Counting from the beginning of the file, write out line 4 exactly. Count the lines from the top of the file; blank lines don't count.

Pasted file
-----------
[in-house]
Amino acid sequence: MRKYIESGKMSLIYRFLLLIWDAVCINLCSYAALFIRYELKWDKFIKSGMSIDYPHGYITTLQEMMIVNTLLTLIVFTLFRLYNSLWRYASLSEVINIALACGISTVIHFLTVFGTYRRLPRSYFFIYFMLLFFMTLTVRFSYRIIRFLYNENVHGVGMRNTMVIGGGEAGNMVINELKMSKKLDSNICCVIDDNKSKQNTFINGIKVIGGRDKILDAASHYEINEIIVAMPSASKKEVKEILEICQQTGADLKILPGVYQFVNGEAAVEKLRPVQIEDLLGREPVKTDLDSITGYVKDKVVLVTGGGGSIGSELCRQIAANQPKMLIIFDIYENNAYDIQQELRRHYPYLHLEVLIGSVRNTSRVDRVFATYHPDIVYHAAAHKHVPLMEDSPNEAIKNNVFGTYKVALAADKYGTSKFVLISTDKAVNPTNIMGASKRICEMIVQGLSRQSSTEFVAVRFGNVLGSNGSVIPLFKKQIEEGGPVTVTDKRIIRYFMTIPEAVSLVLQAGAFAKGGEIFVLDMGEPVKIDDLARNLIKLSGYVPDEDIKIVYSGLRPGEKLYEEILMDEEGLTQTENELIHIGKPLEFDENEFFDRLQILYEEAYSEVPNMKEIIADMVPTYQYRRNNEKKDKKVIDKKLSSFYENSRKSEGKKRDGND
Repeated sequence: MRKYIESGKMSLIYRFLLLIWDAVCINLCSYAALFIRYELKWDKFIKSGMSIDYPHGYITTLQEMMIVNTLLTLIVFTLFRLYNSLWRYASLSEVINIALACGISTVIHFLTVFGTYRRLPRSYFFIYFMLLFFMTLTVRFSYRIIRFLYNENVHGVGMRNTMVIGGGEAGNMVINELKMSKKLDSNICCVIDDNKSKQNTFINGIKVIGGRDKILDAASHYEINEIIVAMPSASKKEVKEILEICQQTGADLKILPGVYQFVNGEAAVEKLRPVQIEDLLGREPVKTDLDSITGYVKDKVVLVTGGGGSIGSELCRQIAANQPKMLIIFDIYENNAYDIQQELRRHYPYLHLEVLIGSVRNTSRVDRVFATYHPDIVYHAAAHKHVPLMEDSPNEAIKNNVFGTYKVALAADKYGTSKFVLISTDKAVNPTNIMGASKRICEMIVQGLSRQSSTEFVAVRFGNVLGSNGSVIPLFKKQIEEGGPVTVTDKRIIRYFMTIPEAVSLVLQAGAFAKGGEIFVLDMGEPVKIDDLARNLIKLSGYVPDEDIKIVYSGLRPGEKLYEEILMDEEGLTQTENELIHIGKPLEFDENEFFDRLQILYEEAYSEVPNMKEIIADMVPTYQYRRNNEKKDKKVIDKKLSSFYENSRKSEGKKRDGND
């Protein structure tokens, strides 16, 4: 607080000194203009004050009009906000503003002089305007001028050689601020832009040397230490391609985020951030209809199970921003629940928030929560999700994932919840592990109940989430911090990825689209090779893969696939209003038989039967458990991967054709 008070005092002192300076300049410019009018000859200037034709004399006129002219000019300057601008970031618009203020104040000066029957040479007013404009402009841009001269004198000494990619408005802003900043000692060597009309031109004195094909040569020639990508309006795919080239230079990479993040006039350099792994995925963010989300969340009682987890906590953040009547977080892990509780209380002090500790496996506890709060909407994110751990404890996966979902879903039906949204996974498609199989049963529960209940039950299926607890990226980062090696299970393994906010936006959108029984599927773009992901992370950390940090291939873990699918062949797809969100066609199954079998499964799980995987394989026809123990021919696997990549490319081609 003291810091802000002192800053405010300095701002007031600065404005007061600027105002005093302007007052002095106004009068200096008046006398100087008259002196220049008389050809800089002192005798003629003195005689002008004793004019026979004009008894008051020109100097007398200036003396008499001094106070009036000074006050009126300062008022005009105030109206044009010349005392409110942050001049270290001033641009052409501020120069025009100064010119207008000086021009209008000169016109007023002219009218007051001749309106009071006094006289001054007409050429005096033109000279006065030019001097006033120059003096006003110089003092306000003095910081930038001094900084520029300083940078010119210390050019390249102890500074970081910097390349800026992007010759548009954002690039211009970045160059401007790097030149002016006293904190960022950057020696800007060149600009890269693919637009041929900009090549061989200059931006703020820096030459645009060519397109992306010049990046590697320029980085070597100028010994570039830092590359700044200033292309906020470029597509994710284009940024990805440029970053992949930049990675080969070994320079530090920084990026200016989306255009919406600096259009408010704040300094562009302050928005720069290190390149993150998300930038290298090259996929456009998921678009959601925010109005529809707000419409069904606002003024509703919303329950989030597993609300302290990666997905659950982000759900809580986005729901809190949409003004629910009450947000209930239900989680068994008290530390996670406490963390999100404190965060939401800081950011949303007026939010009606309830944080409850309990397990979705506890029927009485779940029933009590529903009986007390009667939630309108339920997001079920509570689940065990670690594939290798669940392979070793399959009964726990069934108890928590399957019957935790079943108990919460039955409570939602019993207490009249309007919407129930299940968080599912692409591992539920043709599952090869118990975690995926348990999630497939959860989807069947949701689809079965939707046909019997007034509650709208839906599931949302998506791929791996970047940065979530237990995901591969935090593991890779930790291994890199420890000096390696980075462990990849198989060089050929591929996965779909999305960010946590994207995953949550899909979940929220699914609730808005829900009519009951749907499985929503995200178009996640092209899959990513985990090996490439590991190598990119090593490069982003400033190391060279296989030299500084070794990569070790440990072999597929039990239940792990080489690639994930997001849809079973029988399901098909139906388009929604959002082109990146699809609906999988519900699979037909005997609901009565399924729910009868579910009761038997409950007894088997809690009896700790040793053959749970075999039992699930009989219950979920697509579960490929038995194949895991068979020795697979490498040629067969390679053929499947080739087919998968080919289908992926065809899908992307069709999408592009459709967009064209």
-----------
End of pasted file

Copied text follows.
């Protein structure tokens, strides 16, 4: 607080000194203009004050009009906000503003002089305007001028050689601020832009040397230490391609985020951030209809199970921003629940928030929560999700994932919840592990109940989430911090990825689209090779893969696939209003038989039967458990991967054709 008070005092002192300076300049410019009018000859200037034709004399006129002219000019300057601008970031618009203020104040000066029957040479007013404009402009841009001269004198000494990619408005802003900043000692060597009309031109004195094909040569020639990508309006795919080239230079990479993040006039350099792994995925963010989300969340009682987890906590953040009547977080892990509780209380002090500790496996506890709060909407994110751990404890996966979902879903039906949204996974498609199989049963529960209940039950299926607890990226980062090696299970393994906010936006959108029984599927773009992901992370950390940090291939873990699918062949797809969100066609199954079998499964799980995987394989026809123990021919696997990549490319081609 003291810091802000002192800053405010300095701002007031600065404005007061600027105002005093302007007052002095106004009068200096008046006398100087008259002196220049008389050809800089002192005798003629003195005689002008004793004019026979004009008894008051020109100097007398200036003396008499001094106070009036000074006050009126300062008022005009105030109206044009010349005392409110942050001049270290001033641009052409501020120069025009100064010119207008000086021009209008000169016109007023002219009218007051001749309106009071006094006289001054007409050429005096033109000279006065030019001097006033120059003096006003110089003092306000003095910081930038001094900084520029300083940078010119210390050019390249102890500074970081910097390349800026992007010759548009954002690039211009970045160059401007790097030149002016006293904190960022950057020696800007060149600009890269693919637009041929900009090549061989200059931006703020820096030459645009060519397109992306010049990046590697320029980085070597100028010994570039830092590359700044200033292309906020470029597509994710284009940024990805440029970053992949930049990675080969070994320079530090920084990026200016989306255009919406600096259009408010704040300094562009302050928005720069290190390149993150998300930038290298090259996929456009998921678009959601925010109005529809707000419409069904606002003024509703919303329950989030597993609300302290990666997905659950982000759900809580986005729901809190949409003004629910009450947000209930239900989680068994008290530390996670406490963390999100404190965060939401800081950011949303007026939010009606309830944080409850309990397990979705506890029927009485779940029933009590529903009986007390009667939630309108339920997001079920509570689940065990670690594939290798669940392979070793399959009964726990069934108890928590399957019957935790079943108990919460039955409570939602019993207490009249309007919407129930299940968080599912692409591992539920043709599952090869118990975690995926348990999630497939959860989807069947949701689809079965939707046909019997007034509650709208839906599931949302998506791929791996970047940065979530237990995901591969935090593991890779930790291994890199420890000096390696980075462990990849198989060089050929591929996965779909999305960010946590994207995953949550899909979940929220699914609730808005829900009519009951749907499985929503995200178009996640092209899959990513985990090996490439590991190598990119090593490069982003400033190391060279296989030299500084070794990569070790440990072999597929039990239940792990080489690639994930997001849809079973029988399901098909139906388009929604959002082109990146699809609906999988519900699979037909005997609901009565399924729910009868579910009761038997409950007894088997809690009896700790040793053959749970075999039992699930009989219950979920697509579960490929038995194949895991068979020795697979490498040629067969390679053929499947080739087919998968080919289908992926065809899908992307069709999408592009459709967009064209």